Friday, July 29, 2011 | 2 a.m.
Unlike some of my media colleagues, I have given the Nevada Policy Research Institute the benefit of the doubt.
That is, I have been willing to believe that despite its openly conservative bent, it would produce solid numbers and thoughtfully analyze situations. Although I have found NPRI to occasionally slant data to its political perspective, I have also found the group to often be a reliable resource for numbers and analysis.
I have much respect for Geoff Lawrence, a thinker who has appeared on “Face to Face” many times. And I have lamented many times that there is no analogue on the left, a liberal think tank that would provide a counterpoint.
But — and you knew a “but” was coming — I sense a shift in NPRI, a disturbing one toward acting as a partisan hit squad, not coincidentally against ambitious Democrats looking to move up to Congress. Instead of producing provocative pieces on school choice or tax reform — as NPRI has done — we have been treated lately to overblown vituperations against Assembly Speaker John Oceguera and state Senate Majority Leader Steven Horsford.
Both of the screeds ignore obvious philosophical points — the public employees in the Legislature, the legitimacy of the Interim Finance Committee — to focus attention on Oceguera and Horsford, both of whom are, coincidentally, Democrats running for Congress. (Indeed, the attack on Horsford originally was slated to be on Treasurer Kate Marshall — it mentions her, too — and, coincidentally, she, too, is running for Congress.)
Is NPRI really the Nevada Promote Republicans Institute? I hope not. But my doubts are intensifying. Here’s why:
First, NPRI has been crusading against Oceguera, accusing him of lying about how much he made as an assistant fire chief during the 2011 legislative session. Oceguera has not helped himself with his muddled responses, and the reflexive defense by his boss seemed as protesting too much. But I am not sure why NPRI thinks its job is to play “gotcha” with elected officials. The facts are these, according to check deposit information I have obtained:
Oceguera grossed just under $60,000 during the 2011 Legislature and netted about $34,500. That compares with about $70,000 he grossed during the session in 2009 — a net of just under $43,000.
It appears that because he is management and doesn’t fill out his own time cards that errors were made — now being corrected — about vacation pay vs. annual leave, etc. But he made the same amount every pay period, records show.
But who cares, really, besides political opponents and Republican attack dogs? The damage is done and will be exploited.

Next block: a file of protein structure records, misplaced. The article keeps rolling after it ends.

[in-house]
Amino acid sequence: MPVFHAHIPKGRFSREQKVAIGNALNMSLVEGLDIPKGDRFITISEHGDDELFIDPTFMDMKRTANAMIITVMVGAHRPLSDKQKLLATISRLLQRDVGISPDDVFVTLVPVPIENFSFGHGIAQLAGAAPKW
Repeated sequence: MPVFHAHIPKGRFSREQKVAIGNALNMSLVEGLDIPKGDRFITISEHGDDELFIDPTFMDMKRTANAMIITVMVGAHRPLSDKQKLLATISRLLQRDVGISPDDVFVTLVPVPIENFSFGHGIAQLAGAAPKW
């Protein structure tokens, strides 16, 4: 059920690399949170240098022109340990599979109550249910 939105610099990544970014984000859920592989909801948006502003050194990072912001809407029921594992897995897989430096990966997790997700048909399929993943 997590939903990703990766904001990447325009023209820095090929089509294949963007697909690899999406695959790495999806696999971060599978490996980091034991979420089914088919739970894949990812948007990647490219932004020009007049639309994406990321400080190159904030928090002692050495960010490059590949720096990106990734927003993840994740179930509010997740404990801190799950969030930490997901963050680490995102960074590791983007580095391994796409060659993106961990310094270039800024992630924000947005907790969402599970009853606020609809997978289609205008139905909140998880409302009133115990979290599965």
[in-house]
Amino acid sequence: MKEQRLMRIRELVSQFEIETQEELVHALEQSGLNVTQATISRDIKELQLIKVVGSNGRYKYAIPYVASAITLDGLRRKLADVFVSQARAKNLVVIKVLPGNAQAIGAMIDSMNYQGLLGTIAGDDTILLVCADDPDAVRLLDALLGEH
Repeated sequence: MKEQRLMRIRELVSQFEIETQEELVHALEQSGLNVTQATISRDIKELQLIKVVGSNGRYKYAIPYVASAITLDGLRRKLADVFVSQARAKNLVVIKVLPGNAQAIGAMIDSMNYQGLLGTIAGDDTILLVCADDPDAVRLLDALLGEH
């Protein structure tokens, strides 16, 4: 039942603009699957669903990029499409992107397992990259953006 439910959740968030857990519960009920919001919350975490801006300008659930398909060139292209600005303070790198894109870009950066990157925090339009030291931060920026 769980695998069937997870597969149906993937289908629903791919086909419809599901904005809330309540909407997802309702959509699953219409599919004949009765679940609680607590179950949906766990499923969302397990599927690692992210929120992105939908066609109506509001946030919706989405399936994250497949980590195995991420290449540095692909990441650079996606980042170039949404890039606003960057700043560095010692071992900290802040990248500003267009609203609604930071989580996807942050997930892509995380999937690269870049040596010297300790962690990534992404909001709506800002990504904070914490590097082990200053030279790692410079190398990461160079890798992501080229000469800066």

The substantive questions — and a think tank should care about those — are twofold:
1. Should a public employee such as Oceguera even be allowed to serve in Carson City?
2. If he is going to serve, shouldn’t he take an unpaid leave, as others do?
The answer to the second question is easy: Of course he should. To argue that he is indispensable to the North Las Vegas fire department is ludicrous.
Oceguera claims — and I have no reason to disbelieve him — that he participated in regular conference calls and returned hundreds of emails. But this is politically tone-deaf at the very least, especially during an economy in which people might not be too thrilled to learn that a guy running one house of the Legislature also is making $60,000 from his other job.
Beyond that, the issue of whether public employees are violating the constitutional separation of powers is an issue that is legitimate and should be resolved once and for all. Aren’t they hopelessly conflicted and serving two masters — and getting paid a lot more by one than the other?
That’s something to think about.
If NPRI couldn’t keep its eye on the ball in the Oceguera case, the group simply spewed partisan nonsense against Horsford. Once again Miller penned a diatribe, with this headline: “Horsford-led IFC may have illegally plundered millions from College Savings Plan.”
May have? Illegally plundered? Really? Is this NPRI or the New York Post?
The issue has to do with IFC transferring $4.2 million from a college savings plan to help shore up the Millennium Scholarship. The IFC amended a $200,000 request after a lot of discussion.
The vote was … unanimous. So why single out Horsford in that headline? And, why isn’t NPRI focusing on the real issue here instead of trying to hurt Democratic congressional hopefuls with accusations they acknowledge they can’t prove — that is, whether a lawmaker should be allowed to meet outside of the constitutionally mandated 120 days and move money around?
Hmm. Thought-provoking, that is.
If NPRI wants to be an extension of the GOP attack machine, fine. But if it wants to be taken seriously as a cauldron of provocative ideas, then it should stay away from obvious partisan headhunting.